Category Archives: Restaurants

Friday Flashback #75

We’ve lost many handsome buildings in Westport.

Some are gone because of neglect. Others outlived their usefulness. Still more were torn down because they were in the way of something newer, different or “better.”

For years, a handsome building stood at 50 Jesup Road. It was once a private residence. Later, it became the Open Door Inn:

(Photo courtesy of Paul Ehrismann)

It was demolished in the 1950s. The town had outgrown its police headquarters — in the basement of what was then Town Hall. Today the building houses 2 restaurants: Jesup Hall and, below, Rothbard Ale + Larder.

If you close your eyes, you can almost imagine the cops who worked there — and prisoners in the lockup, staring through bars at the alley outside.

Photo Challenge #159

Last week’s photo challenge took “06880” readers out of Saugatuck.

All the way to Easton.

That’s where the “Arrow” sign — an iconic symbol of the much-loved Nistico family restaurant, which began at the arrow-shaped corner of Franklin Street and Saugatuck Avenue, before moving around the corner for a long run — is today.

It hangs in Greiser’s, the deli/antiques/general (and really only) store in that nearby town.

After the Arrow closed — becoming first Jasmine, then the Blu Parrot, and opening soon as Mystic Market — the sign could be found at the Red Barn, the Nisticos’ other beloved restaurant.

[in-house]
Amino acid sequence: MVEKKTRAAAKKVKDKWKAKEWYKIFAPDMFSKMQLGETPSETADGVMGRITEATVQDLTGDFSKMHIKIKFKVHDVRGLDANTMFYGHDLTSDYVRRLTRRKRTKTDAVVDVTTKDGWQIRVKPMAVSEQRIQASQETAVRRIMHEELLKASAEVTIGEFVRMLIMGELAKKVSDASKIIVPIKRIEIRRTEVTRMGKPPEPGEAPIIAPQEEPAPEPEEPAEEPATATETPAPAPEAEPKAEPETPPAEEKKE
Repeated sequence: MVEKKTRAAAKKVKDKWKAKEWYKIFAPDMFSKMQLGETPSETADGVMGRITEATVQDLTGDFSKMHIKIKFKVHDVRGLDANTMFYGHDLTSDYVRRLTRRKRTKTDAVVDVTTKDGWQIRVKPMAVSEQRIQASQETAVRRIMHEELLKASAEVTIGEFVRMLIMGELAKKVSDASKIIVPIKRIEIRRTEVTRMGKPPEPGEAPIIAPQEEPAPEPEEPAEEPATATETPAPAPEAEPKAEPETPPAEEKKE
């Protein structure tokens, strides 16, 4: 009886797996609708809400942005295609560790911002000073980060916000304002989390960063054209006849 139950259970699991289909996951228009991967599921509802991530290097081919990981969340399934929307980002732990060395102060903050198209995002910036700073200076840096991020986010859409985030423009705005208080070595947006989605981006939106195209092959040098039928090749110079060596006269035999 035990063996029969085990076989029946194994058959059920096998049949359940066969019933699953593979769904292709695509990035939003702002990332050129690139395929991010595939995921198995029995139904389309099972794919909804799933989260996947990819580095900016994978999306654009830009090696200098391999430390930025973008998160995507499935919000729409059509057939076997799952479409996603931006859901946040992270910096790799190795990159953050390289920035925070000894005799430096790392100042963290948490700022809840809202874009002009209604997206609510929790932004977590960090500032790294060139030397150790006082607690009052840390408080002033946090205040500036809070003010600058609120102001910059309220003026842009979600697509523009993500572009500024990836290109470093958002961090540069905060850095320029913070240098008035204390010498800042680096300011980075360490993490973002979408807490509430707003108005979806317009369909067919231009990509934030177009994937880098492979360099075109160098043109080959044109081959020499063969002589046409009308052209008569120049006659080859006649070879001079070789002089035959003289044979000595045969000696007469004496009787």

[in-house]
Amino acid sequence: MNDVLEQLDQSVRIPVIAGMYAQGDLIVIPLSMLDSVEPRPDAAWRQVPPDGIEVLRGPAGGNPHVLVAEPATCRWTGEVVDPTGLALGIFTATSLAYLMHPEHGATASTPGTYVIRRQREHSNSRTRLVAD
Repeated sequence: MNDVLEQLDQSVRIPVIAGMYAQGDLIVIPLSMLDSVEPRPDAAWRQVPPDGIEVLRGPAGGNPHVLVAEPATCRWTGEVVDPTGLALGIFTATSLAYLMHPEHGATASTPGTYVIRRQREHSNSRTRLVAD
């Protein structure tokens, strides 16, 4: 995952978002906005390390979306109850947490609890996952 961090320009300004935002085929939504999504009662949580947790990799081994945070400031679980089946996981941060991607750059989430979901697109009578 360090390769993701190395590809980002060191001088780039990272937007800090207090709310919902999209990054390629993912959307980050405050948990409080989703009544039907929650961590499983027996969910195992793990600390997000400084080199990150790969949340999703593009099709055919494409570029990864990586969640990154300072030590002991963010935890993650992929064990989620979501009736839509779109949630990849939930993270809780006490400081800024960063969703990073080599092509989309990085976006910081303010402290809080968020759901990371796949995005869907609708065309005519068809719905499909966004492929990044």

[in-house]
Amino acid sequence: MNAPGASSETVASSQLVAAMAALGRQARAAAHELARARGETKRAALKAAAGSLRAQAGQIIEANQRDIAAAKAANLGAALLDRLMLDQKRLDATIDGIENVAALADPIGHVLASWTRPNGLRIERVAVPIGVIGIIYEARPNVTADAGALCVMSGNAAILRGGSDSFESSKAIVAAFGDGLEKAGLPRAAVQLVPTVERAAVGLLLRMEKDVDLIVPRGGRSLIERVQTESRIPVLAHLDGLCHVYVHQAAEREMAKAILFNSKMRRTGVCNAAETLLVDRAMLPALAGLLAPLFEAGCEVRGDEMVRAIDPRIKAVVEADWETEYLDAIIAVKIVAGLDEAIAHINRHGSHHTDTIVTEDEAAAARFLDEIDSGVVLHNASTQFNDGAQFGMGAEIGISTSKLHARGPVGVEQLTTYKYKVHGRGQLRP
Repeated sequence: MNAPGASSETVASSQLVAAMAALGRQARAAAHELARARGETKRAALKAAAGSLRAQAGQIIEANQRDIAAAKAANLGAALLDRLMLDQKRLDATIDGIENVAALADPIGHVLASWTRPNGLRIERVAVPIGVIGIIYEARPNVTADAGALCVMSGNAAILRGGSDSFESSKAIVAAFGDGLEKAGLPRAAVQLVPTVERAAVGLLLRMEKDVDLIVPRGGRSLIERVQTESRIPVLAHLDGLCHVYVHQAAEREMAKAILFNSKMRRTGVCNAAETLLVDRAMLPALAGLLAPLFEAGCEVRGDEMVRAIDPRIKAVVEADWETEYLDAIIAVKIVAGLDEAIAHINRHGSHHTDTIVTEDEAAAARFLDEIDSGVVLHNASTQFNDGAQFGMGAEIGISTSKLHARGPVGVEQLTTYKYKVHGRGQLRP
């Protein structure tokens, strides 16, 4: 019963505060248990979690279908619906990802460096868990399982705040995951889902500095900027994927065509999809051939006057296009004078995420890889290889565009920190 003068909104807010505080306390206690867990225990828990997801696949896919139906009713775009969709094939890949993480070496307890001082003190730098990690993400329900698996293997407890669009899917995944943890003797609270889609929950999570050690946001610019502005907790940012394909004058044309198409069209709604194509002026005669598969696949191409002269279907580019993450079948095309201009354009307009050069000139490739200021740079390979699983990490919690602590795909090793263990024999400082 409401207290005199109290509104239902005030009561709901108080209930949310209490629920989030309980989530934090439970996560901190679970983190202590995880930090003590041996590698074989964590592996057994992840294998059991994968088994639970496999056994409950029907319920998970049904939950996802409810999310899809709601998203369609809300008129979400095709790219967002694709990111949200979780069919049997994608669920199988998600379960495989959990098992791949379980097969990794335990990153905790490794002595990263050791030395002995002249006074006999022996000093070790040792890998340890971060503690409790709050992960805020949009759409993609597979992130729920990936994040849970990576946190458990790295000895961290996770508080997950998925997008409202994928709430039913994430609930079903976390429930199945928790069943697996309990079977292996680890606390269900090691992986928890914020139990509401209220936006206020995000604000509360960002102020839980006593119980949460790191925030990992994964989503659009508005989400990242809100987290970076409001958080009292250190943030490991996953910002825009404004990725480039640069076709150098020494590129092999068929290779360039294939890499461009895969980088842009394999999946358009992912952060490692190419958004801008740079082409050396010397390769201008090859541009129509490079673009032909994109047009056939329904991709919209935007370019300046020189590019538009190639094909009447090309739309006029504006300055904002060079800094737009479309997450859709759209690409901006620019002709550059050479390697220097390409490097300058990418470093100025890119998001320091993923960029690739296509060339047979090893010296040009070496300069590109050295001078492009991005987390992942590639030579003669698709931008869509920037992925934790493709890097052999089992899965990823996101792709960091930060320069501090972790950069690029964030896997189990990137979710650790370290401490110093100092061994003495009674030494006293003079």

When that closed, Greiser’s bought it. Congratulatons, Bob Stalling: Staples grad, Fairfield resident, and the only “06880” reader who recognized it from there. (Click here for the photo, and all comments.)

Meanwhile, in honor of all this frosty weather, today’s photo challenge is:

(Photo/Seth Schachter)

If you know where in Westport you’d find this — when it’s not covered in snow — click “Comments” below.

Friday Flashback #74

Once upon a time, (nearly) everyone smoked.

And once upon a time, (nearly) every restaurant and business promoted itself by handing out personalized matches.

Check out Chip Stephens’ vintage collection:

Some of these — Westport Bank & Trust, Three Bears, Manero’s, Sakura (!) — are long-time local institutions.

Some — Beefsteak Charley’s, Tanglewoods, Leong’s Palace, Premier Market — are great mind-joggers.

But Boss Tweed’s?! That must have been here for a New York minute.

Pic Of The Day #269

36 Elm Street was demolished yesterday. The building — most recently Villa del Sol — housed many previous businesses, including for a number of years Werner’s restaurant. It’s owned by David Waldman, who will build a retail/residential complex across the street behind Lux Bond & Green, in exchange for expanded parking next to Bedford Square. (Photo/Jen Berniker)

Any ‘Port In A Storm

The forecast says snow for the next few hours.

But — fingers crossed! — there are only flurries right now. And the winds have brought only very scattered power outages. (Five customers were out at 9 a.m.; they were restored by 9:30.)

So The ‘Port — the warm, welcoming casual restaurant in National Hall, just across the river from downtown — has put out the word: They’re open all day.

“Soup is on,” say owners Sal and Melissa Augeri. “There’s complimentary hot cocoa for anyone who joins us today.”